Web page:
One third of Brit workers have no trust in their senior managers, and the trend is more visible among those working in large public sector companies, according to a new study.Conducted by the Institute of Leadership and Management (ILM), the research has suggested that managers at larger companies trigger the least trust. In fact, workers have instilled far more confidence in their line managers than chief executives. Ever since the recession and expenses scandal, the reputation of businesses and politics has hit a low point, and thus local and national government bosses have become the least trusted positions.
Workers in the charity and retail sectors were found to trust their managers the most. The study showed that workers want their chief executives to show more ability and integrity, while line managers were expected to demonstrate understanding and fairness. ILM has claimed that their study has shown that high-up management is required to do more to win the trust of their employees. "Teams are more effective in a trusting environment, and people work better and harder if they trust their leaders,” Sky News quoted Penny De Valk, ILM's chief executive, as saying. She added: "For leaders, being good at their job is simply not enough anymore.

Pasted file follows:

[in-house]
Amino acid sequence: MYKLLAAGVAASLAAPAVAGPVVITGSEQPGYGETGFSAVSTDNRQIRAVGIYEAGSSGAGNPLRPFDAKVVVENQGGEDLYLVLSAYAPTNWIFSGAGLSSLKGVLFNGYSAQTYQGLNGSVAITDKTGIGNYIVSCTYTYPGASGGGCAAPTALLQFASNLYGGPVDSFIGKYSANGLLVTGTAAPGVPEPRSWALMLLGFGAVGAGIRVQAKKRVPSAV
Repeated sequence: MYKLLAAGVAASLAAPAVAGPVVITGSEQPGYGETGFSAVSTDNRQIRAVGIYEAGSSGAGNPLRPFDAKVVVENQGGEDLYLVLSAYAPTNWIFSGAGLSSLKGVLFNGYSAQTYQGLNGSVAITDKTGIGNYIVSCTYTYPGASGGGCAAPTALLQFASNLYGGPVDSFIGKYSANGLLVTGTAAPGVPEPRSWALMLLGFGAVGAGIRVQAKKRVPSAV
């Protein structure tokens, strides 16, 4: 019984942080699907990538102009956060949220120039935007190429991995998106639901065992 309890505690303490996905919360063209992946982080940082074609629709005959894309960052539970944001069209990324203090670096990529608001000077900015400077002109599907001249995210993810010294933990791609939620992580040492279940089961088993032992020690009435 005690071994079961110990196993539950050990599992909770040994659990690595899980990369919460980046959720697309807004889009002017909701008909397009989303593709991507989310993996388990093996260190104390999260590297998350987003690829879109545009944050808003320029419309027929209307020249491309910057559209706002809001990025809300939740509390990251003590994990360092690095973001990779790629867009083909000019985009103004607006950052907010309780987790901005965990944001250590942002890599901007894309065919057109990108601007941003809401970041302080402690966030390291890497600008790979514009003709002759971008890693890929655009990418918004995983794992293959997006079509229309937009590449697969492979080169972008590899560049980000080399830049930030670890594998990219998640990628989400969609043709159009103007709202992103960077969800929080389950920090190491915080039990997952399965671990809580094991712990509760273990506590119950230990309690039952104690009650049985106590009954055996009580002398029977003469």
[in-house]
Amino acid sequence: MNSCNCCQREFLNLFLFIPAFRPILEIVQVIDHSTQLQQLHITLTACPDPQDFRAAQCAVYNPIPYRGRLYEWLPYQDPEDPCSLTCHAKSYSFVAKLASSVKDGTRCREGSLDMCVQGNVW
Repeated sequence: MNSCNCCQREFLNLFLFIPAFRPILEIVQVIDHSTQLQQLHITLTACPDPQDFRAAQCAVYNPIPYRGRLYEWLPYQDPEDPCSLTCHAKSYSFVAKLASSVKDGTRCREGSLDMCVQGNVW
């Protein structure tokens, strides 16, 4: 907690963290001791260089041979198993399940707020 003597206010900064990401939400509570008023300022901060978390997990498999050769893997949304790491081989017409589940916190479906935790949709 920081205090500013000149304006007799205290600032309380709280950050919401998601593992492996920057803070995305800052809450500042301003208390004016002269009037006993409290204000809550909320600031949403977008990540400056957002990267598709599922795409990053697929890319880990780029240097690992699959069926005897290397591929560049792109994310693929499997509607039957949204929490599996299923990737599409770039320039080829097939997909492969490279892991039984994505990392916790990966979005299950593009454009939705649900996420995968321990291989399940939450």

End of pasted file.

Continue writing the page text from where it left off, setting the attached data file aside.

The more senior you are, the more gap between what you say and what you do... is amplified."